Regina v Gloucestershire County Council, ex parte Barry; Regina v Lancashire County Council, ex parte Royal Association for Disability and Rehabilitation and another; Court of Appeal (Lord Justice Hirst, Lord Justice
Swinton Thomas, Sir John Balcombe) 27 June 1996
A local authority was not entitled, when assessing the care needs of a disabled person and the arrangements required to meet them pursuant to section 2 of the Chronically Sick and Disabled Persons Act 1970, to take into account the resources available to it in both human and financial terms.
The Court of Appeal by a majority (Lord Justice Hirst dissenting) allowed an appeal by Michael Barry against the refusal of the Queen's Bench Divisional Court, on 16 June 1995, to make a declaration to the above effect on his application for judicial review of a decision by Gloucestershire County Council to withdraw his care services.
However, the court dismissed an appeal, brought by the Royal Association for Disability and Rehabilitation (Radar) and Beryl Gilpin in substitution for the original applicant, Mrs Annie Ingham deceased (Mrs Gilpin's mother), against the dismissal by Mr Justice Hidden, on 5 July 1995, of an application for judicial review of a decision of Lancashire County Council concerning Mrs Ingham's care arrangements.
Section 2 of the 1970 Act provides:
Where a local authority having functions under section 29 of the National Assistance Act 1948 are satisfied in the case of any person to whom that section applies who is ordinarily resident in their area that it is necessary in order to meet the needs of that person for that authority to make arrangements for all or any of the following matters, namely [and the section then sets out a range of care services listed (a) to (h)] . . . then . . . it shall be the duty of that authority to make those arrangements in exercise of their functions under the said section 29.
Richard Gordon QC, Alan McLean (Public Law Project) for Mr Barry; Cherie Booth QC, Helen Mountfield (Public Law Project) for Radar and Mrs Gilpin; Patrick Eccles QC, Christopher Frazer (Council Solicitor) for Gloucester; Genevra Caws QC, Clive Lewis (Council Solicitor) for Lancashire; Nigel Pleming QC, Stephen Kovats (Treasury Solicitor) for the Secretary of State for Health.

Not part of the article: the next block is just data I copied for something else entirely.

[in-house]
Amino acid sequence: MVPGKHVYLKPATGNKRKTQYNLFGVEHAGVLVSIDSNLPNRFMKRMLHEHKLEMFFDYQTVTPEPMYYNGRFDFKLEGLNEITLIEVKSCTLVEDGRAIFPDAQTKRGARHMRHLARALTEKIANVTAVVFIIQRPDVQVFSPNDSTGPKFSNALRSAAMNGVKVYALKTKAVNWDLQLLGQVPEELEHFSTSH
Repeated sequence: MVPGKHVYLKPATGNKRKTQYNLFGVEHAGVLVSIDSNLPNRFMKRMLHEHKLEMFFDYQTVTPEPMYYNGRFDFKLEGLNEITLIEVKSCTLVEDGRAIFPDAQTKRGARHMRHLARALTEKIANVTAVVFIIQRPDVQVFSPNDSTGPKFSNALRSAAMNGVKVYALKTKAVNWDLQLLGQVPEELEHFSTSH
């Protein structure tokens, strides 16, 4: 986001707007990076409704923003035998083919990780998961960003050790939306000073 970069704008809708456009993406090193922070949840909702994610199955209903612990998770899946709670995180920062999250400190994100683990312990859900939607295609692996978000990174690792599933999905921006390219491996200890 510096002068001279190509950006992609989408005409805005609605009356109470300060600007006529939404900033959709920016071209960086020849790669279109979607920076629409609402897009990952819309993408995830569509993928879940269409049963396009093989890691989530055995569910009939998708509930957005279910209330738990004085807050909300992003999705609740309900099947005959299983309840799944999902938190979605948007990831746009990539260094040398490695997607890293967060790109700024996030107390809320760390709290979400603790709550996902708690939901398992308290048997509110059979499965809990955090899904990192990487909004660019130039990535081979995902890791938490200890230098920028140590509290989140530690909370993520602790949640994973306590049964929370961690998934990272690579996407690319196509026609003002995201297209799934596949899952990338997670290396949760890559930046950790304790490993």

Lord Justice Swinton Thomas said he could find nothing in the legislation enacted either before or after the 1970 Act which in any way indicated that Parliament intended when passing that Act that resources should be a relevant consideration when a local authority was required to carry out its statutory duty to a disabled person under section 2(1).
If Parliament had intended to incorporate the duties laid down by section 2 of the 1970 Act into the regime established by the National Health Services and Community Care Act 1990, under which local authorities were entitled to take into account their resources when deciding whether to provide Community Care services, then Parliament could readily have so legislated. That it chose not to do so supported the applicants' case.
One had to construe the words of section 2 of the 1970 Act in accordance with their natural meaning. It was argued by the respondents that an assessment of need involved a discretion. That was the fundamental flaw in their argument. A need was a question of assessment and judgment, not discretion. Whether or not a disabled person had a need must be assessed in precisely the same way as whether he was disabled.
It was difficult to see how a third party's resources or the needs of others could be relevant to making such an assessment or judgment. Once the need was identified then, following the language of section 2, it became a duty to make the provision necessary to meet that need. Resources might then be relevant to the manner in which such provision was made.
But, his Lordship concluded, a local authority was not entitled to take into account the availability or otherwise of resources when carrying out its duty under section 2(1) of the 1970 Act.
In the case of Mrs Ingham, who required 24-hour care, the authority had decided that care could be provided more cheaply by placing her in a nursing home. Although resources played a part in that decision, his Lordship was not persuaded that the authority acted improperly or unlawfully.
In Mr Barry's case, the cleaning and laundry services which he had been assessed as needing were withdrawn solely on financial grounds: that decision was unlawful.
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